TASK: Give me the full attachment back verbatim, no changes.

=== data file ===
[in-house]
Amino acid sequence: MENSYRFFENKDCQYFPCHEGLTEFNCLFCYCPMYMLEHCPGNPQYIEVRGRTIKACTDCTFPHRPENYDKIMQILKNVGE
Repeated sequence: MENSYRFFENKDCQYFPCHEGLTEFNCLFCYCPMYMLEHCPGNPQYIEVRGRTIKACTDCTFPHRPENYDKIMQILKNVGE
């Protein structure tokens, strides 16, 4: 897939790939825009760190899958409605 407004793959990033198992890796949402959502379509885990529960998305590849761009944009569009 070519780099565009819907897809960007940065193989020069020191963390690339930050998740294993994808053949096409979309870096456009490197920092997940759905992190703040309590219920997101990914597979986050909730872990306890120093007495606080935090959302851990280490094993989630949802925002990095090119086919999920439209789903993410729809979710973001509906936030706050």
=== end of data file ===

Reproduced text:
[in-house]
Amino acid sequence: MENSYRFFENKDCQYFPCHEGLTEFNCLFCYCPMYMLEHCPGNPQYIEVRGRTIKACTDCTFPHRPENYDKIMQILKNVGE
Repeated sequence: MENSYRFFENKDCQYFPCHEGLTEFNCLFCYCPMYMLEHCPGNPQYIEVRGRTIKACTDCTFPHRPENYDKIMQILKNVGE
């Protein structure tokens, strides 16, 4: 897939790939825009760190899958409605 407004793959990033198992890796949402959502379509885990529960998305590849761009944009569009 070519780099565009819907897809960007940065193989020069020191963390690339930050998740294993994808053949096409979309870096456009490197920092997940759905992190703040309590219920997101990914597979986050909730872990306890120093007495606080935090959302851990280490094993989630949802925002990095090119086919999920439209789903993410729809979710973001509906936030706050």